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Mesh shaders in plugins

Greetings. I have a few questions regarding custom mesh formats.

First question is, is it possible to create a custom mesh shading pipeline in a plugin?
I understand how to pass data via Vertex Factories, but i could not find any info on shaders themselves. Like how would you create a VS->GS->PS pipeline with a vertex factory, and then expose new data passed to the PS to the material editor.

I’m basically trying to achieve a paintable mesh via passing indecies as part of the vertex data, same as colors, basically. Color painting is non-sufficient for me since it oly allows blending of 5 textures per material.

To your point. By 5 textures what do you mean exactly?

You have a max of 128 shared samplers
And a max of 16 clamped samplers
Using DX11.

You literally have to do things wrong to run out of shared samplers. So I’m not sure what your 5 textures means.

Regardless, it would likely be a lot easier to split your models into more parts manually if you acrually happen to be hitting limitations.

More static meshes with more samples = more drawcalls. But it beats the overhead and complexity of doing what you asked for…

I meant that using colors you have a limited amount of channels.
Yeah, i thought about splitting models, but that would not allow me to blend materials between them.

I’m basically trying to port my hermite data based voxel landscape to UE. And i’m kinda struggling with its rendering system.

template <ELightMapPolicyType Policy>
bool GetUniformBasePassShaders(
	const FMaterial& Material,
	FVertexFactoryType* VertexFactoryType,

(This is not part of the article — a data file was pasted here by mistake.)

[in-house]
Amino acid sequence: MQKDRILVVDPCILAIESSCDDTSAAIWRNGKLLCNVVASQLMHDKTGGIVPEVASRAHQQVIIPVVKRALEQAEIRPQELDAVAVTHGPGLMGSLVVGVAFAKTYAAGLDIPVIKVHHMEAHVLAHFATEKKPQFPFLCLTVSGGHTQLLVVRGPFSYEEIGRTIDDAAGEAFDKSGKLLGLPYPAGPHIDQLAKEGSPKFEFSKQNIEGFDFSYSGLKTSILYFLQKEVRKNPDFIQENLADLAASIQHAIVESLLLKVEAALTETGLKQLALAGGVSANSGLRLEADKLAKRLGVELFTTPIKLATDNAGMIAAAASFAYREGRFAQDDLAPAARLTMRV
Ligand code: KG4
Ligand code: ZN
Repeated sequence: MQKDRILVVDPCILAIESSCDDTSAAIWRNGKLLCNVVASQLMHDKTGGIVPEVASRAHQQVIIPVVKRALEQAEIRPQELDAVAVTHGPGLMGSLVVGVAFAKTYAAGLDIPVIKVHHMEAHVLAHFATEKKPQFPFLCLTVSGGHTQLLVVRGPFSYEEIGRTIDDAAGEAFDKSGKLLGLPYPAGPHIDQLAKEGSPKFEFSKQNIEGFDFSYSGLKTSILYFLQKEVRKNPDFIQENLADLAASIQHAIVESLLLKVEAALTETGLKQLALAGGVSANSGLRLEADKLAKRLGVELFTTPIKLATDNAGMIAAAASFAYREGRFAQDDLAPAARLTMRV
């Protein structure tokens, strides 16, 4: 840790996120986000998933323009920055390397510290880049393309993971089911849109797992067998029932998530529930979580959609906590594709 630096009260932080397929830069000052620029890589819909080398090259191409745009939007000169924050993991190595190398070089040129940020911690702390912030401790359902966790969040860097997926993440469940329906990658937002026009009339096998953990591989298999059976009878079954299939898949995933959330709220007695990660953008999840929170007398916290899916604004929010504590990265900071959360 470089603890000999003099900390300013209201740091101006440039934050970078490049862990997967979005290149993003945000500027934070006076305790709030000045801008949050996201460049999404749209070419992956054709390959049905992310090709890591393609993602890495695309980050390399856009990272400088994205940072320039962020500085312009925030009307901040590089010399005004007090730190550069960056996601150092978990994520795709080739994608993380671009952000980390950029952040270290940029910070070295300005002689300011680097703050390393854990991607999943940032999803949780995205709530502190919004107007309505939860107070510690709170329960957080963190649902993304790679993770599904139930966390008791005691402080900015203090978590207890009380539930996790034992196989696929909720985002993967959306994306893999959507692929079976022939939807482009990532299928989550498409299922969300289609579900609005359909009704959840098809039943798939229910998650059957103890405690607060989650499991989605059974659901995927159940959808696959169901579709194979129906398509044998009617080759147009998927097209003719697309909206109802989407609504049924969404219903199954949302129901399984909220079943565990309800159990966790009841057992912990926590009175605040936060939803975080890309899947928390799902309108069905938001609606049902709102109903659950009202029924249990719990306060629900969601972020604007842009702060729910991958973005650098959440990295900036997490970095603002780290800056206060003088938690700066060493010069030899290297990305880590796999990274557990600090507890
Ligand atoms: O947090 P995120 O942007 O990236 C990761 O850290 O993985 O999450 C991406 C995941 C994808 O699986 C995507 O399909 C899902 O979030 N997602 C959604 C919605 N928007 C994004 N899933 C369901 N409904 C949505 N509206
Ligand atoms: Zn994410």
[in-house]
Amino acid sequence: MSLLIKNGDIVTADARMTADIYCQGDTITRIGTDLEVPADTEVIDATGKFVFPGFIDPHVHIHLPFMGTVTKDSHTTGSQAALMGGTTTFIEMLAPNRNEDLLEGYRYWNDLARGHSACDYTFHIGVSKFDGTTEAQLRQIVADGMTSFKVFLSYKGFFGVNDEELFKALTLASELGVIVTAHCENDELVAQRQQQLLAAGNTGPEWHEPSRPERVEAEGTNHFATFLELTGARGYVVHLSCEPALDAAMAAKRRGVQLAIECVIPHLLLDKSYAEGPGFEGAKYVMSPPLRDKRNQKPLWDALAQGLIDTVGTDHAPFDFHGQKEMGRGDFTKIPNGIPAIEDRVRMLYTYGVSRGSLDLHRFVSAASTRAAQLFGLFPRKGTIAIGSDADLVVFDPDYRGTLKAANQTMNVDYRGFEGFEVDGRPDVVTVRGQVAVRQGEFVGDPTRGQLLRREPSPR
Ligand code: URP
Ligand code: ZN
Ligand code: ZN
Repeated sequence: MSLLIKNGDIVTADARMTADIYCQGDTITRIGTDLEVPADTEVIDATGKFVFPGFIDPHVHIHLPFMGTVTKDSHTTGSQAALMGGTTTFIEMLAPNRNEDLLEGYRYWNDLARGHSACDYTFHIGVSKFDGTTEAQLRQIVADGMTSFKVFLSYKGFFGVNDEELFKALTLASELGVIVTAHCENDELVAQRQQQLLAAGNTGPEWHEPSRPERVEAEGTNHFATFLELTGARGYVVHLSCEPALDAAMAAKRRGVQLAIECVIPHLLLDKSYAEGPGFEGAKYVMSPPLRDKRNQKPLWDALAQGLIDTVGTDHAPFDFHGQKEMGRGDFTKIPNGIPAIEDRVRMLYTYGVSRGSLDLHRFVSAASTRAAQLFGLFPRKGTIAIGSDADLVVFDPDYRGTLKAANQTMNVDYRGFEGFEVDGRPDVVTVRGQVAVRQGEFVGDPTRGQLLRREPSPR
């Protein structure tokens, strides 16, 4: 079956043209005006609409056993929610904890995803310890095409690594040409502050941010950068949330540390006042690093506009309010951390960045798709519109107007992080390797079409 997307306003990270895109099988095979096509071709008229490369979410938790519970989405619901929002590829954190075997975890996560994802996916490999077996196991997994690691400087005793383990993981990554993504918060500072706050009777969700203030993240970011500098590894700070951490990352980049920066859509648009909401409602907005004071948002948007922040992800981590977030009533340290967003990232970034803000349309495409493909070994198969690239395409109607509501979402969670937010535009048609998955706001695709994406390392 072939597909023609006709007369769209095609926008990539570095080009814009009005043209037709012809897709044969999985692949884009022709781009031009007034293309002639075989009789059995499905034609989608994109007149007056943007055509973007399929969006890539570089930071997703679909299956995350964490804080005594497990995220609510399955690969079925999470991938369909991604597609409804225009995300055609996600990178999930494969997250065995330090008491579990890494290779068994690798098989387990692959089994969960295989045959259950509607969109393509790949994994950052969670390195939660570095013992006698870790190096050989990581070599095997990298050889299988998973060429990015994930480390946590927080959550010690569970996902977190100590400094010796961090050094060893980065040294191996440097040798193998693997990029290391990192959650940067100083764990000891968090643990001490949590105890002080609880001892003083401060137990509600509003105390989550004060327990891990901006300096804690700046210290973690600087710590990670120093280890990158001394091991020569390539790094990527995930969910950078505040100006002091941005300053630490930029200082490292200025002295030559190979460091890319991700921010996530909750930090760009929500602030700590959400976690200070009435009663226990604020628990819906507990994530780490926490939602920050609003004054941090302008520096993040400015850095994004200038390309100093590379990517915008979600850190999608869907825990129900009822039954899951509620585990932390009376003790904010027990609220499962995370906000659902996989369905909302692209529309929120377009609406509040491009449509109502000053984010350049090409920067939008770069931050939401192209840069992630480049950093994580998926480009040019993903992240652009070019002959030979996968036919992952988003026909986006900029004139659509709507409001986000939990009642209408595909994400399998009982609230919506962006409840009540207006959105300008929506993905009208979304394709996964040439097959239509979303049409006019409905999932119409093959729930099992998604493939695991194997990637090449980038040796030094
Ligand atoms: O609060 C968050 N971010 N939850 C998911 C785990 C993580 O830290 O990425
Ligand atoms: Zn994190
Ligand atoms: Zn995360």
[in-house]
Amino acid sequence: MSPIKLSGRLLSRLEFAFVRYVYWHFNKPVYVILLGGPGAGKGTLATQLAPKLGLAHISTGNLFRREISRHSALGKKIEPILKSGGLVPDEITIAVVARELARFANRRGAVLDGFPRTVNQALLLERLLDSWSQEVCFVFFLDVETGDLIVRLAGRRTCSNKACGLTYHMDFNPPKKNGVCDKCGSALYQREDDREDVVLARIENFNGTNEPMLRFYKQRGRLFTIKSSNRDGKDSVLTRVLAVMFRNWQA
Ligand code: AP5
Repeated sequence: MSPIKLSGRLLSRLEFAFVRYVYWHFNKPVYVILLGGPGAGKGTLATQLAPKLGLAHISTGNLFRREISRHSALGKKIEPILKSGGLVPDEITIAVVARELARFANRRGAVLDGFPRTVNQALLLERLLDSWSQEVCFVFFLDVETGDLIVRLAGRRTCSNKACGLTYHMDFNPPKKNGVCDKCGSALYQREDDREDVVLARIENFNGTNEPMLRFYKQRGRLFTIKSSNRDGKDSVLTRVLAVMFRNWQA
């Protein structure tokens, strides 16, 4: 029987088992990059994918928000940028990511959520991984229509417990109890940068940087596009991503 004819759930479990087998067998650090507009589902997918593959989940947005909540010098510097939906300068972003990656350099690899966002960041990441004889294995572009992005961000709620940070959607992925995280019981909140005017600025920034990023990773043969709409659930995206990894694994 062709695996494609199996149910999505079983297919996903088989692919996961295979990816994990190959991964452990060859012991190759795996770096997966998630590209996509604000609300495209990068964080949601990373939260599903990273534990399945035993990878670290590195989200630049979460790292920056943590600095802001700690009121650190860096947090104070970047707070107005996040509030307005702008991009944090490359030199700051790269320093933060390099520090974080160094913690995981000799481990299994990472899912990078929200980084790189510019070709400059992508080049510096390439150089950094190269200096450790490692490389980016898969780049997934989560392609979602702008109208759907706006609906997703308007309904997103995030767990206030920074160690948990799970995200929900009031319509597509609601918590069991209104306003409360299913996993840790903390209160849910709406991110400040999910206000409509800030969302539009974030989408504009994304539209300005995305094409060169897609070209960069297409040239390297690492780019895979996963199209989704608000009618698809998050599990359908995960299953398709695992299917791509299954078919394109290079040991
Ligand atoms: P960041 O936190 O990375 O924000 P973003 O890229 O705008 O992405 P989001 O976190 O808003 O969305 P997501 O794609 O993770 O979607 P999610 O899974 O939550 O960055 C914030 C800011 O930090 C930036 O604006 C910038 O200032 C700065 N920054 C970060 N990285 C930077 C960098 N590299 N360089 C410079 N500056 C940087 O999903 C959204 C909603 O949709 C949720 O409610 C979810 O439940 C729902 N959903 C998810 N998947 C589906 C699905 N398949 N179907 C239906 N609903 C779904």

ERHIFeatureLevel::Type FeatureLevel,
	bool bEnableAtmosphericFog,
	bool bEnableSkyLight,
	bool bUse128bitRT,
	TShaderRef<TBasePassVertexShaderPolicyParamType<FUniformLightMapPolicy>>* VertexShader,
	TShaderRef<TBasePassPixelShaderPolicyParamType<FUniformLightMapPolicy>>* PixelShader
)
{
	FMaterialShaderTypes ShaderTypes;
	if(VertexShader)
	{
		if (bEnableAtmosphericFog)
		{
			ShaderTypes.AddShaderType<TBasePassVS<TUniformLightMapPolicy<Policy>, true>>();
		}
		else
		{
			ShaderTypes.AddShaderType<TBasePassVS<TUniformLightMapPolicy<Policy>, false>>();
		}
	}

	if(PixelShader)
	{
		if (bEnableSkyLight)
		{
			ShaderTypes.AddShaderType<TBasePassPS<TUniformLightMapPolicy<Policy>, true>>();
		}
		else
		{
			if (bUse128bitRT && (Policy == LMP_NO_LIGHTMAP))
			{
				ShaderTypes.AddShaderType<F128BitRTBasePassPS>();
			}
			else
			{
				ShaderTypes.AddShaderType<TBasePassPS<TUniformLightMapPolicy<Policy>, false>>();
			}
		}
	}

	FMaterialShaders Shaders;
	if (!Material.TryGetShaders(ShaderTypes, VertexFactoryType, Shaders))
	{
		return false;
	}

	Shaders.TryGetVertexShader(VertexShader);
	Shaders.TryGetPixelShader(PixelShader);
	return true;
}

Well, I guess this answers my questions. Shaders for base pass are basically hardcoded.
For more info, look into BasePassRendering.cpp

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Glad you got some sort of an answer.

Colors have 4 channels. So that’s probably why 5 made no sense to me…
R G B A.

You can actually use vertex paint to index your mesh. And you’ll be OK so long as you only have 255^4 vertex.
That’s some 13,922 vertex per mesh.

How you do it, or how you use that, we’ll that’s a different story.

I commonly use vertex paint to preserve the original Z height of some objects that can be made taller via shader.

You could technically just use RGB as a read out of the original XYZ of the vertex in local space.
Works rather well with small floats too since it works for me on a 1m mesh without much of an issue.

No idea what the

Actually is. Will need to look it up out of curiosity.

However if you explain in base terms how it works, in a separate topic about voxels you may actually get some traction on the topic…

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I said 5 channels because, if i get it correctly, {0,0,0,0} is considered to be base for blending.